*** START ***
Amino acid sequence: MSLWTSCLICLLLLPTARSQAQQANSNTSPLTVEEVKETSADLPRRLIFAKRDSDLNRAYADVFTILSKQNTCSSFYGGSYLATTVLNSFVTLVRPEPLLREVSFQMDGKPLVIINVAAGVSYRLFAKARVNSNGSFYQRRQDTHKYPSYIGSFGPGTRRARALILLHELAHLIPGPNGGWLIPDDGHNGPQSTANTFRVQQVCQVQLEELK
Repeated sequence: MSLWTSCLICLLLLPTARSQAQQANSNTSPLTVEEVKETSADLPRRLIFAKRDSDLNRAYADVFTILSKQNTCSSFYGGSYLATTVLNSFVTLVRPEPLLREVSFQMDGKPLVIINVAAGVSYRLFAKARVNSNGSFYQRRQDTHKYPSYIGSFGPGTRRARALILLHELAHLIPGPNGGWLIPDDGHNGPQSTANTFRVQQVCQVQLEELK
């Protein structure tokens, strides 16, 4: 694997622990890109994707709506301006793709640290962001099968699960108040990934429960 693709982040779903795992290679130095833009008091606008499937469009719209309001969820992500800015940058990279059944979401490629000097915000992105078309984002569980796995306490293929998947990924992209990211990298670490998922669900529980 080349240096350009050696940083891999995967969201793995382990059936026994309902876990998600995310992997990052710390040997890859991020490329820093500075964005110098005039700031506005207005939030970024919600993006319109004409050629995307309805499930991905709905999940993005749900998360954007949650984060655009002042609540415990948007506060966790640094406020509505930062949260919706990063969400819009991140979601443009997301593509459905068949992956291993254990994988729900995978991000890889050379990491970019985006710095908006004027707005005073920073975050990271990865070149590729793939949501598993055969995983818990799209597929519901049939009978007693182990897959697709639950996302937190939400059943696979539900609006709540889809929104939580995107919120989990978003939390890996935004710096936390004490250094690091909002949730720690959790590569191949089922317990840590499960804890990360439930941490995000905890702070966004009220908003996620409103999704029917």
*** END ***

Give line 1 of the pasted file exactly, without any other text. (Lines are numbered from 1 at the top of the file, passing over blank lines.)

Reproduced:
Amino acid sequence: MSLWTSCLICLLLLPTARSQAQQANSNTSPLTVEEVKETSADLPRRLIFAKRDSDLNRAYADVFTILSKQNTCSSFYGGSYLATTVLNSFVTLVRPEPLLREVSFQMDGKPLVIINVAAGVSYRLFAKARVNSNGSFYQRRQDTHKYPSYIGSFGPGTRRARALILLHELAHLIPGPNGGWLIPDDGHNGPQSTANTFRVQQVCQVQLEELK